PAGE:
Colorado Criminal Appeals – When You Lose In Colorado County Court
Colorado Criminal Appeals – When You Lose In Colorado County Court – The decision to appeal an adverse result in a Colorado County Court criminal case may seem “appealing” (forgive) upon first impulse – but understanding the procedures that are required to actually “take” an appeal is critical to making a good decision.
Taking An Appeal From A Colorado Criminal County Court Case
Navigating the process appealing a Colorado Criminal County Court case involves a number of procedures and deadlines that must be followed to the letter.
As always – start with the law – what follows is the most relevant statute as of 2016.
Rule 37. Appeals from County Court.
(a) Filing Notice of Appeal and Docketing Appeal. The district attorney may appeal a question of law, and the defendant may appeal a judgment of the county court in a criminal action under simplified procedure to the district court of the county. To appeal the appellant shall, within 35 days after the date of entry of the judgment or the denial of posttrial motions, whichever is later, file notice of appeal in the county court, post such advance costs as may be required for the preparation of the record and serve a copy of the notice of appeal upon the appellee. He shall also, within such 35 days, docket the appeal in the district court and pay the docket fee. No motion for new trial or in arrest of judgment shall be required as a prerequisite to an appeal, but such motions if filed shall be pursuant to Rule 33(b) of these Rules.
(b) Contents of Notice of Appeal and Designation of Record. The notice of appeal shall state with particularity the alleged errors of the county court or other grounds relied upon for the appeal, and shall include a stipulation or designation of the evidence and other proceedings which the appellant desires to have included in the record certified to the district court. If the appellant intends to urge upon appeal that the judgment or a finding or conclusion is unsupported by the evidence or is contrary to the evidence, the appellant shall include in the record a transcript of all evidence relevant to such finding or conclusion.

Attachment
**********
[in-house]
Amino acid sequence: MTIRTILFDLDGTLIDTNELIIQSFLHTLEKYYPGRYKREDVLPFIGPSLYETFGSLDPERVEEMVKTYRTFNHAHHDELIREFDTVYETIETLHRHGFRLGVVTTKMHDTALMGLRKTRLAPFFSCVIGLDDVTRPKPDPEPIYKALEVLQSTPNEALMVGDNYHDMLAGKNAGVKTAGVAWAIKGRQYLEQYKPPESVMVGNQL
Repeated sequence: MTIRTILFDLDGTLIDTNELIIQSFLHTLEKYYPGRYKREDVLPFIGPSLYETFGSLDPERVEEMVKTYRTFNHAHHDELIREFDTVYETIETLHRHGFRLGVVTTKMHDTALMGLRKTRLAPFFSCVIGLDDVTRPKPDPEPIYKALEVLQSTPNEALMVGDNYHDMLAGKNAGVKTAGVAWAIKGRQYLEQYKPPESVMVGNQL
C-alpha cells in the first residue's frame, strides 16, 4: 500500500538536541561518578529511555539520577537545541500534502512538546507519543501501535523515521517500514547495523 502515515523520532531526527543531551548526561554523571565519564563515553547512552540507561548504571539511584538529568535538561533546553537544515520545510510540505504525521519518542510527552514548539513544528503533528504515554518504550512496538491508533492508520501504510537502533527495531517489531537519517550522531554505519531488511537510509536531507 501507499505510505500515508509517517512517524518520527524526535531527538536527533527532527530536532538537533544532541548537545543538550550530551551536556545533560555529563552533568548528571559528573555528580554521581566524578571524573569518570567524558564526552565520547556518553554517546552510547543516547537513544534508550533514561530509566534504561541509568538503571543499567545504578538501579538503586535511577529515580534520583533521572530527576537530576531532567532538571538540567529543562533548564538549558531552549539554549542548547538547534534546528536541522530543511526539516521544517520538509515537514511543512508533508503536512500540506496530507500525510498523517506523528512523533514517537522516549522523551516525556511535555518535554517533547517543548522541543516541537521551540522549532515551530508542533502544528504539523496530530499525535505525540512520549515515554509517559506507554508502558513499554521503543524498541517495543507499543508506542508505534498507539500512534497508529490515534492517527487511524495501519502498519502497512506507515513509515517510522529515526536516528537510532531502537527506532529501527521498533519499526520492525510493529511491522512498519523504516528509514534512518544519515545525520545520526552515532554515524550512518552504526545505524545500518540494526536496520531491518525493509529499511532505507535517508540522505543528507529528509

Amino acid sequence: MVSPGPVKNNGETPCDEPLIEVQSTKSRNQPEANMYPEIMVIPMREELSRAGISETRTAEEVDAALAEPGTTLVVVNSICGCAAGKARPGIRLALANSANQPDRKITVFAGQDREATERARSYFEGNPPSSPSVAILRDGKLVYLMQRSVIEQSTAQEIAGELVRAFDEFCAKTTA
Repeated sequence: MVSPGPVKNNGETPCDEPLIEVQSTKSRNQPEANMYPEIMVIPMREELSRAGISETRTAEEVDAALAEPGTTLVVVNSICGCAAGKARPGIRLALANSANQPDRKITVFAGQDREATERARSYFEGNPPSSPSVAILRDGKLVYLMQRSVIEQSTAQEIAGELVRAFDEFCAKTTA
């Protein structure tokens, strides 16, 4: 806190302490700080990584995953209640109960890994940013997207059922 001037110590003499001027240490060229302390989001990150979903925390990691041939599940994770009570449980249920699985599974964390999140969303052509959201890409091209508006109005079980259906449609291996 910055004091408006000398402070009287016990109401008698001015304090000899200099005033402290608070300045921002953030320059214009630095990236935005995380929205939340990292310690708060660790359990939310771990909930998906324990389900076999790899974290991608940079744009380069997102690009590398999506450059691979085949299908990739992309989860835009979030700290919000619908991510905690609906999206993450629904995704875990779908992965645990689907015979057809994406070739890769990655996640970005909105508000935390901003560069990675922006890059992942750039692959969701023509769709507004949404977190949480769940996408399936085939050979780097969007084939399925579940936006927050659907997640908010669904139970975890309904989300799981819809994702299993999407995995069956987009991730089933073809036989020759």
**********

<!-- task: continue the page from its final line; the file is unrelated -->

The appellee shall have 14 days after service upon him of the notice of appeal to file with the clerk of the county court and serve upon the appellant a designation of any additional parts of the transcript or record which he deems necessary. The advance cost of preparing the additional record shall be posted by the appellant with the clerk of the county court within 7 days after service upon him of the appellee’s designation, or the appeal will be dismissed. If the district court finds that any part of the additional record designated by the appellee was unessential to a complete understanding of the questions raised by the appeal, it shall order the appellee to reimburse the appellant for the cost advanced for the preparation of such part without regard to the outcome of the appeal.
(c) Contents of Record on Appeal. Upon the filing of a notice of appeal and upon the posting of any advance costs by the appellant, as are required for the preparation of a record, unless the appellant is granted leave to proceed as an indigent, the clerk of the county court shall prepare and issue as soon as possible a record of the proceedings in the county court, including the summons and complaint or warrant, the separate complaint if any has been issued, and the judgment.